Corporate adviser warns about ‘deluded consequences’ of auto-enrolment

The current auto-enrolment model may not encourage employees to make sufficient pension savings for their retirement, according to Thomosons Online Benefits’ chief executive officer (CEO).

Michael Whitfield (pictured) said that auto-enrolment, the government-enforced reforms aimed at ensuring more people save into a workplace pension scheme, will not give people the savings they need to fund their retirement.

He said: “We have to look at what’s happened in Australia with compulsion, where minimum contribution levels into a private pension are going to reach 12% by 2019.

“I have some serious concerns that those people who are auto-enrolled will delude themselves that the contributions they are paying will be enough to give them a decent pension in retirement, and it won’t be.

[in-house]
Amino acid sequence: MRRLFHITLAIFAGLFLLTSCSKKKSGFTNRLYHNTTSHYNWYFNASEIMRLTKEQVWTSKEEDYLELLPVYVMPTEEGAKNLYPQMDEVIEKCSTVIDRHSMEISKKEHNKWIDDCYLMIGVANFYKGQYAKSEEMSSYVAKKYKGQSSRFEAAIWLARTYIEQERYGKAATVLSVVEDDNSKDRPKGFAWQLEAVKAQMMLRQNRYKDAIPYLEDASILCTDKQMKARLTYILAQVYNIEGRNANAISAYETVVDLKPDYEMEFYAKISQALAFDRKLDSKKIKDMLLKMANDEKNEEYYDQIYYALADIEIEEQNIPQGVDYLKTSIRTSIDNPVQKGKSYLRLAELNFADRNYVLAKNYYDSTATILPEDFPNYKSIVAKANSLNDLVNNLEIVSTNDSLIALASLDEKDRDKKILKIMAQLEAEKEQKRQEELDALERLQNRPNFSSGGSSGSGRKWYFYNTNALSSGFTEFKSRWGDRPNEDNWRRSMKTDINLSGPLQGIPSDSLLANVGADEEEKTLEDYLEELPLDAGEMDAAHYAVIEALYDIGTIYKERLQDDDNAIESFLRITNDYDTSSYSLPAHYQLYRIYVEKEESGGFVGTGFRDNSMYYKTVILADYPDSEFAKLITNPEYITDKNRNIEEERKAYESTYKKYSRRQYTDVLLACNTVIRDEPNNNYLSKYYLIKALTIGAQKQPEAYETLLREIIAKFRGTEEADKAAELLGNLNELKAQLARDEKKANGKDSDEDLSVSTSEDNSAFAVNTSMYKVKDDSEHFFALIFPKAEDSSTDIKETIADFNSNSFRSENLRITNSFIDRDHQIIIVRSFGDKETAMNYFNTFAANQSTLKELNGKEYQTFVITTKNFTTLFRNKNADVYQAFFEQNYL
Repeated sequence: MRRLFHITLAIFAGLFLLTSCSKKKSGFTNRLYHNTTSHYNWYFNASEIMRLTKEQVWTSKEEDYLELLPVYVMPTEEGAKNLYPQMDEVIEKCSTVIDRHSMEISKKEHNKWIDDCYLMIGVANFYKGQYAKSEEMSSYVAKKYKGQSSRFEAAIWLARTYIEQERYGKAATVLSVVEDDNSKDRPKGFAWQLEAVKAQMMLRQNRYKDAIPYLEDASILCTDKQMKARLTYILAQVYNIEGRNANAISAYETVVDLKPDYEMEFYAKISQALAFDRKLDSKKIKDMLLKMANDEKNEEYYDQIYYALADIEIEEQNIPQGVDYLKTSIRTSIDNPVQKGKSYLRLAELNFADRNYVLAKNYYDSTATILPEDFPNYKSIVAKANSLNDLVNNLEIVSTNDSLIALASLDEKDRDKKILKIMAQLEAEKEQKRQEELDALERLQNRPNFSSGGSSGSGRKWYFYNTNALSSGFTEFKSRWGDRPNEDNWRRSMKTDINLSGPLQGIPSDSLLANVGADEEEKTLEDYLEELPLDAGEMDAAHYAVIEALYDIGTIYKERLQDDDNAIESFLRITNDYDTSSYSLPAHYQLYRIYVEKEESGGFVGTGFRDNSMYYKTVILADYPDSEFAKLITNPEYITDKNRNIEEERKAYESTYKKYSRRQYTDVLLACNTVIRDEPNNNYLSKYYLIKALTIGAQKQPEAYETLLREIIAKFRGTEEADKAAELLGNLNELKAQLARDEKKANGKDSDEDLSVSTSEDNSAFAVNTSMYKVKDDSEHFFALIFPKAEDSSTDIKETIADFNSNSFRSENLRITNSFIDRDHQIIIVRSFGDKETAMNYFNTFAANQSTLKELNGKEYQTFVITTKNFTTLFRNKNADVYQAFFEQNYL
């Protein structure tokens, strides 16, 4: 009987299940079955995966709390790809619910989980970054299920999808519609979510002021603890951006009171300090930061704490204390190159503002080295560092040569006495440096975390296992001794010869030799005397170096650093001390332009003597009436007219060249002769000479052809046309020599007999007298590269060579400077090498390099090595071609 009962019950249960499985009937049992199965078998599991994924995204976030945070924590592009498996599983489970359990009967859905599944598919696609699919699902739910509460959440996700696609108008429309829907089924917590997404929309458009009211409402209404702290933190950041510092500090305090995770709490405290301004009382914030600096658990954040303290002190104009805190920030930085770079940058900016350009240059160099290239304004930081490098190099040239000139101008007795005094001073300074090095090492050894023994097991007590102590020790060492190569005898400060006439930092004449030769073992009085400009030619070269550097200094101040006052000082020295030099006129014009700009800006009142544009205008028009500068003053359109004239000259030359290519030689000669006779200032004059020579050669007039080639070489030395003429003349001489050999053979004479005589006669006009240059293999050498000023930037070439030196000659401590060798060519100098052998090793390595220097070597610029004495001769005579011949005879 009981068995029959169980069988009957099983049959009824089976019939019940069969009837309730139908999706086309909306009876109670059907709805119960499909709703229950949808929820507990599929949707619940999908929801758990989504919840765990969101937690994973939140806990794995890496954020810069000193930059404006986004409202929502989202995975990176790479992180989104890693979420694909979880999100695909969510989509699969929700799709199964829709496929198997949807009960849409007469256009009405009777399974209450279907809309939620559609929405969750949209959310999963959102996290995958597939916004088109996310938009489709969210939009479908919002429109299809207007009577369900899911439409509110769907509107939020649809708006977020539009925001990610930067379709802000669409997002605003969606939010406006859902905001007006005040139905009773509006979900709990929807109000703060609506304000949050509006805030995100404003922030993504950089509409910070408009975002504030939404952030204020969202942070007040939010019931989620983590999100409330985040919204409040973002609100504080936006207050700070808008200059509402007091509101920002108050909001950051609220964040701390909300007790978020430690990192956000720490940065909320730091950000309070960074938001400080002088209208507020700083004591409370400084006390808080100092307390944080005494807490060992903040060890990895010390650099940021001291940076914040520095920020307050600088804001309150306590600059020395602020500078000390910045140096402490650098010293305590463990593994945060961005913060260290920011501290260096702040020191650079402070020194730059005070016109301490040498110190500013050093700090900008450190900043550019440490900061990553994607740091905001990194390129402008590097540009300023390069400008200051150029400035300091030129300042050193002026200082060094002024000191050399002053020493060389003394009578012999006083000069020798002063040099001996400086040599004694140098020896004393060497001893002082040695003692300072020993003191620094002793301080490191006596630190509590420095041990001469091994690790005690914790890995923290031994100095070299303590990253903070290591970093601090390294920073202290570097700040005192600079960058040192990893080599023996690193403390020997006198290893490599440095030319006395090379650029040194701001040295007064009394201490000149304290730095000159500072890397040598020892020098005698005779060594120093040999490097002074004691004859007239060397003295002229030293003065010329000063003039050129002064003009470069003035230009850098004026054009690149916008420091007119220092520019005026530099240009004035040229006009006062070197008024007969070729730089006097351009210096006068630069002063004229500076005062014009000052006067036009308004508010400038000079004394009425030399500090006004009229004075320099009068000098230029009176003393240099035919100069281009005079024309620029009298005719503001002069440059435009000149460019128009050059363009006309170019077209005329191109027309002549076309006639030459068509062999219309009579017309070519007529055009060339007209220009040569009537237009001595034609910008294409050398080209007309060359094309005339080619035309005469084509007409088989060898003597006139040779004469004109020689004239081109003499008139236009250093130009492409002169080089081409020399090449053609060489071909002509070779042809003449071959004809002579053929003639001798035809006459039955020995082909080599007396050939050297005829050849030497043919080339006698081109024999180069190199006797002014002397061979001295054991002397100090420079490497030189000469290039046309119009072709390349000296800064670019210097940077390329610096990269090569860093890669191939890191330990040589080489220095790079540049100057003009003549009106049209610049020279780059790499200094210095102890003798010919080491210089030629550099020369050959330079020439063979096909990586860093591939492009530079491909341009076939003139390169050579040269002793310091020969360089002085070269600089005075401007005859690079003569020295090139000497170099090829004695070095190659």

“The problem is people are living longer, annuities are dropping, but 8% of annual earnings for middle-band [earners], which is the average people are looking at as far as auto-enrolled contributions are concerned, is just nowhere near enough to give people a decent pension in retirement.”

Current planned minimum contribution levels in the UK are much lower than under the Australian system. For example, in October 2017, employers will automatically deduct a minimum of 3% of an employee’s earnings and will have to pay 2% themselves, before this increases in October 2018 to 5% and 3%, respectively.

Whitfield added that the government’s move to put pressure on employers to take on employees’ pension responsibilities will create some misguided satisfaction among employees, who may think their pension will provide for them in retirement.

He said: “The chickens will come home to roost in 15 to 20 years’ time, and if not longer, when people suddenly discover that they don’t have enough money in their pension to retire and they don’t have a state pension to fall back on.

“I worry that a whole generation of people, who are the ones that are the most affected by the inevitable withdrawal of the state pension, won’t have a decent amount of savings to fall back on in retirement.”